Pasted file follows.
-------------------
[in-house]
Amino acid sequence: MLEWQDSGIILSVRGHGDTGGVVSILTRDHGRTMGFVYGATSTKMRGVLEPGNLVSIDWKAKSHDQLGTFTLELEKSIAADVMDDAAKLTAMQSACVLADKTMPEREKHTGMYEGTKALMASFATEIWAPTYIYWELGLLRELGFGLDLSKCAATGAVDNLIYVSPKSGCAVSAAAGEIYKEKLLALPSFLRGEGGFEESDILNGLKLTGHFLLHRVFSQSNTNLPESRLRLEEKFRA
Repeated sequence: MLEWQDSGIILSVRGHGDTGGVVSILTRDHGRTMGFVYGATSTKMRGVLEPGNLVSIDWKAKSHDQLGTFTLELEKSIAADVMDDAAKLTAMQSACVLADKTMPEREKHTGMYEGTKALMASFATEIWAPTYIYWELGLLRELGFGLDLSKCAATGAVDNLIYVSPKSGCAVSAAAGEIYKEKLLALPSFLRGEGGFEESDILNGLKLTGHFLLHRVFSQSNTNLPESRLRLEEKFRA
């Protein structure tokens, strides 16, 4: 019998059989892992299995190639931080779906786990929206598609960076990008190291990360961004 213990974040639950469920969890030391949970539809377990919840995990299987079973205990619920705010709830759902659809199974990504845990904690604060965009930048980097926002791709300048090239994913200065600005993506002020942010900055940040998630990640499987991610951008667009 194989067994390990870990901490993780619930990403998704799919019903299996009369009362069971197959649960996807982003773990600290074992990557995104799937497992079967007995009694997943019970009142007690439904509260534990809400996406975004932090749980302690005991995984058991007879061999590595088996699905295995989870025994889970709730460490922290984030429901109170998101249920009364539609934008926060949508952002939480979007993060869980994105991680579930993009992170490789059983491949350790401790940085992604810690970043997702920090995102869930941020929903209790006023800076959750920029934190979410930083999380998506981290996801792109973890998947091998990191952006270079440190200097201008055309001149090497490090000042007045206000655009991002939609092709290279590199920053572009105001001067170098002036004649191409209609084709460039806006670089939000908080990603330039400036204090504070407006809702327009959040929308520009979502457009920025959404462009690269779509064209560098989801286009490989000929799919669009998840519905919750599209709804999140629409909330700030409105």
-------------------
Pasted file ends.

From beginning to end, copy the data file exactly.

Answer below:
[in-house]
Amino acid sequence: MLEWQDSGIILSVRGHGDTGGVVSILTRDHGRTMGFVYGATSTKMRGVLEPGNLVSIDWKAKSHDQLGTFTLELEKSIAADVMDDAAKLTAMQSACVLADKTMPEREKHTGMYEGTKALMASFATEIWAPTYIYWELGLLRELGFGLDLSKCAATGAVDNLIYVSPKSGCAVSAAAGEIYKEKLLALPSFLRGEGGFEESDILNGLKLTGHFLLHRVFSQSNTNLPESRLRLEEKFRA
Repeated sequence: MLEWQDSGIILSVRGHGDTGGVVSILTRDHGRTMGFVYGATSTKMRGVLEPGNLVSIDWKAKSHDQLGTFTLELEKSIAADVMDDAAKLTAMQSACVLADKTMPEREKHTGMYEGTKALMASFATEIWAPTYIYWELGLLRELGFGLDLSKCAATGAVDNLIYVSPKSGCAVSAAAGEIYKEKLLALPSFLRGEGGFEESDILNGLKLTGHFLLHRVFSQSNTNLPESRLRLEEKFRA
């Protein structure tokens, strides 16, 4: 019998059989892992299995190639931080779906786990929206598609960076990008190291990360961004 213990974040639950469920969890030391949970539809377990919840995990299987079973205990619920705010709830759902659809199974990504845990904690604060965009930048980097926002791709300048090239994913200065600005993506002020942010900055940040998630990640499987991610951008667009 194989067994390990870990901490993780619930990403998704799919019903299996009369009362069971197959649960996807982003773990600290074992990557995104799937497992079967007995009694997943019970009142007690439904509260534990809400996406975004932090749980302690005991995984058991007879061999590595088996699905295995989870025994889970709730460490922290984030429901109170998101249920009364539609934008926060949508952002939480979007993060869980994105991680579930993009992170490789059983491949350790401790940085992604810690970043997702920090995102869930941020929903209790006023800076959750920029934190979410930083999380998506981290996801792109973890998947091998990191952006270079440190200097201008055309001149090497490090000042007045206000655009991002939609092709290279590199920053572009105001001067170098002036004649191409209609084709460039806006670089939000908080990603330039400036204090504070407006809702327009959040929308520009979502457009920025959404462009690269779509064209560098989801286009490989000929799919669009998840519905919750599209709804999140629409909330700030409105």